The Beginning

I think that most everyone will agree that our health care system is broken. Insurance premiums and overall health care costs continue to rise, while for many the quality of care goes down. In this age of exponentially improving technologies and the opening of vast vaults of knowledge through biomedical research, this simply is unacceptable. We need to catalyze a revolution in health care. We, at Tomorrow’s Health see this revolution as a drastic change in mindset: from generalized to personalized medicine, and from reactive to preventive medicine.

The Vision

In early 2008, I attended a 1-day conference held by the Drug Information Association (DIA) in Bethesda, MD. I was a Lieutenant in the U.S. Navy, working on malaria vaccine and drug development at the Naval Medical Research Center (NMRC) and the Walter Reed Army Institute of Research (WRAIR). One topic presented at the conference was the use of human genetic information to help medical professionals make drug treatment choices.  During this presentation, a prediction was made that within 5 years, the cost to sequence an entire human genome would dip below $1,000.

It was at this point that the vision came to my mind. I imagined a patient going into their clinic, where the clinic not only possessed the patient’s medical history, but also his/her entire genome sequence. Medical providers would then be enabled to use each patient’s genome sequence to “personalize” his/her medical care. I thought that as new research became available, it could immediately be applied to each patient’s known genome sequence. This would allow continuous real-time updates of each patient’s “personalized” medical record.

Personalized Medicine

If you were to compare the full genome sequences of two completely different, unique individuals, you would find that they share 99.9% of their DNA sequence. It’s the other 0.1% that makes you and all those around you unique. And it’s that 0.1% that will be used to “personalize”, or customize medicine to you. This personalized medicine will help doctors make more accurate and timely diagnoses, tailor more effective treatments for conditions that you have, and (I think the most exciting) discuss with you some of the diseases your genetics predisposes you to getting in the future – and determine things that you can do to prevent these diseases BEFORE you get them.

Currently, it costs approximately $5k to sequence an individual’s entire genome. And by the time you read this article, it may cost significantly less. By the time it dips below $1k per genome, it will realistically be available to all – and eventually covered by health care insurance. The time to prepare for and invest in this personalized medicine concept is now, so that we can help shape the health care environment now and for the future of our children and grandchildren.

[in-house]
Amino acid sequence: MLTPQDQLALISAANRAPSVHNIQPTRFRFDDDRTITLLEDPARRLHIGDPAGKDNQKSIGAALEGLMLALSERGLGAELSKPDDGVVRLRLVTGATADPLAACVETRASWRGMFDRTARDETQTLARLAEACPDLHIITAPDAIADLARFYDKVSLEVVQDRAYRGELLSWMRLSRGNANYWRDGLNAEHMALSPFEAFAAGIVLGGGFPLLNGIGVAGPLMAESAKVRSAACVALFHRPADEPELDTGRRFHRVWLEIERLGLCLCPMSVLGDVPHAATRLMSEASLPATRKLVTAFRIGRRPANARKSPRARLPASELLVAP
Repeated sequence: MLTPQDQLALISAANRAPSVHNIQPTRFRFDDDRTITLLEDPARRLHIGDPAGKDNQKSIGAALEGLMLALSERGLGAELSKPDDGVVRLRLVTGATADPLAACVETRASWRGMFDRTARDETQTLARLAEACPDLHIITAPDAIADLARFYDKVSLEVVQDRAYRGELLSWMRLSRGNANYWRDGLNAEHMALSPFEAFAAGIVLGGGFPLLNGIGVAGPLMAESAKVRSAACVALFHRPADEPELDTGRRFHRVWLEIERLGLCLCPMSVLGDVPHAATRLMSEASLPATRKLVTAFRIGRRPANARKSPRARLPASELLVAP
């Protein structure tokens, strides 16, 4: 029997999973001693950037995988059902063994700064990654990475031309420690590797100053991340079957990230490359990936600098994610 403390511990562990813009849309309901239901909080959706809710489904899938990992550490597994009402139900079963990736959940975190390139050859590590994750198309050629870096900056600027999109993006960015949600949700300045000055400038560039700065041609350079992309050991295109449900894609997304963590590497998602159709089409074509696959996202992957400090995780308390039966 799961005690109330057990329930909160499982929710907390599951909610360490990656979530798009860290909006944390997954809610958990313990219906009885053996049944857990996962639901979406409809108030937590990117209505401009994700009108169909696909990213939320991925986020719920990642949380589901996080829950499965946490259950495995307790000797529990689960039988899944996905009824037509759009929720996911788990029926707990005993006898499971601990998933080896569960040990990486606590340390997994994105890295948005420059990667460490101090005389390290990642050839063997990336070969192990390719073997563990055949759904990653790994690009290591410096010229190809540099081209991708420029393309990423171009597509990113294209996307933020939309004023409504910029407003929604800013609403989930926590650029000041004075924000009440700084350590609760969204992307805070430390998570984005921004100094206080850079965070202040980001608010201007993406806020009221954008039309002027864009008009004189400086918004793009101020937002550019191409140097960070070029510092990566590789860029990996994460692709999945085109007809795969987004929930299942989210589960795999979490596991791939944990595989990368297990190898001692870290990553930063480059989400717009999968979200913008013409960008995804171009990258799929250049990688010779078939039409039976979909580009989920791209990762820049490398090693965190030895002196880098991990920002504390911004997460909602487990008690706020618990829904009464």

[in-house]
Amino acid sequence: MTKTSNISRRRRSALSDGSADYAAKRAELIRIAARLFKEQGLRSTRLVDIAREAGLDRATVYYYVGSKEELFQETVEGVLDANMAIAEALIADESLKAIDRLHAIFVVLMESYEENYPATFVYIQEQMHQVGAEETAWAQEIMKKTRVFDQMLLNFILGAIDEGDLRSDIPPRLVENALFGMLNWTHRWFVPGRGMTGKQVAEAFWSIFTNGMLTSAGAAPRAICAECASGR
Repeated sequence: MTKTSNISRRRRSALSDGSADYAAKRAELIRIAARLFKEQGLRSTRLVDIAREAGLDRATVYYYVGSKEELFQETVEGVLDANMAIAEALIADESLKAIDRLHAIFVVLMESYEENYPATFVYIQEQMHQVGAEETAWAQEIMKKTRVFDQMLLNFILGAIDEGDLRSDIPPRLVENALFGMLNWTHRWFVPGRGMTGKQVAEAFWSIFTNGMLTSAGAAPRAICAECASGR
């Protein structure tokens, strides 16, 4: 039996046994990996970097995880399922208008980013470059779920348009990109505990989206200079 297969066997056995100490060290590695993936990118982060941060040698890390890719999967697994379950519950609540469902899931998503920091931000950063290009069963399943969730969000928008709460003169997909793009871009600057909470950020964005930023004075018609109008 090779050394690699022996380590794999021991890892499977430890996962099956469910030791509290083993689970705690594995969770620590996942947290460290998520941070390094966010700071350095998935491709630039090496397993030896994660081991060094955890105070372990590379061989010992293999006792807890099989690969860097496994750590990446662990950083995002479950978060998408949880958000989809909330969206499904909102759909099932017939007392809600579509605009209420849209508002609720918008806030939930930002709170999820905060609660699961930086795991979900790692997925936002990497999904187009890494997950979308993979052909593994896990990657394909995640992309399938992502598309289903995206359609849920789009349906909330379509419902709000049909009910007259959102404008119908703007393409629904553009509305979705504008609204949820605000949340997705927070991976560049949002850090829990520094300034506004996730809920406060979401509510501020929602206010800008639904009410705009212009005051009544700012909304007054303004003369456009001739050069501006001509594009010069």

Preventive Medicine

Over the past years and after many discussions with friends and colleagues, I have added to my vision the idea that this “personalized” practice of medicine could and should be focused on preventive (vice reactive) measures. Though the information within the genome certainly can be used in typical reactive medicine, the benefits will more completely be realized in preventive practices.

Over a year and half ago, I began writing up a business plan for this personalized, preventive medicine idea. At the time, there were only a handful of companies that were offering relatively large-scale DNA testing (e.g., 23 and Me). Since then, companies that provide this type of testing have begun to “come out of the woodwork”.

Granted, these are small, specific genetic tests, but the public awareness of these is growing astronomically. For example, Angelina Jolie, the famous American actress, recently tested positive for a mutation in the brca1 gene – a mutation that drastically increases the chances of getting breast or ovarian cancer later in life. Her mother died of breast cancer at age 56. As a preventive measure, she chose to have a double mastectomy.

The Way Forward

Personalized, preventive medicine is the health care of the future. But this will require a revolution in the current mindset. Once established, TOMORROW’S HEALTH will seek to advertise not just their business, but their vision to the nation and eventually to the world. Due to the sensitive nature of personal genetic information, the federal government will be required to enact laws and create regulations that protect this information. And instead of denying coverage, insurance companies will pay for this preventive medicine, knowing that it will ultimately save significant amounts of money by delaying or even preventing debilitating diseases for which supportive care is extremely expensive (e.g., cancer therapy).

Join us – help us catalyze this revolution in health care, making available the incalculable benefits of personalized, preventive practices in medicine to everyone! Visit us at http://www.tomorrowshealth.net/campaign-tomorrows-health/.

Brent House
Brent HouseFounder
He is the Founder of Tomorrow’s Health and has served as a Lieutenant Commander in the U.S. Navy. He is an advocate for personalized medicine using complete genome sequencing and preventive medical practices in every patient’s ongoing healthcare. He has worked on malaria vaccine and drug development at the Naval Medical Research Center (NMRC) and at the Walter Reed Army Institute of Research (WRAIR). He has also worked for the Centers for Disease Control and Prevention on infectious disease surveillance in the Middle East and Central Asia.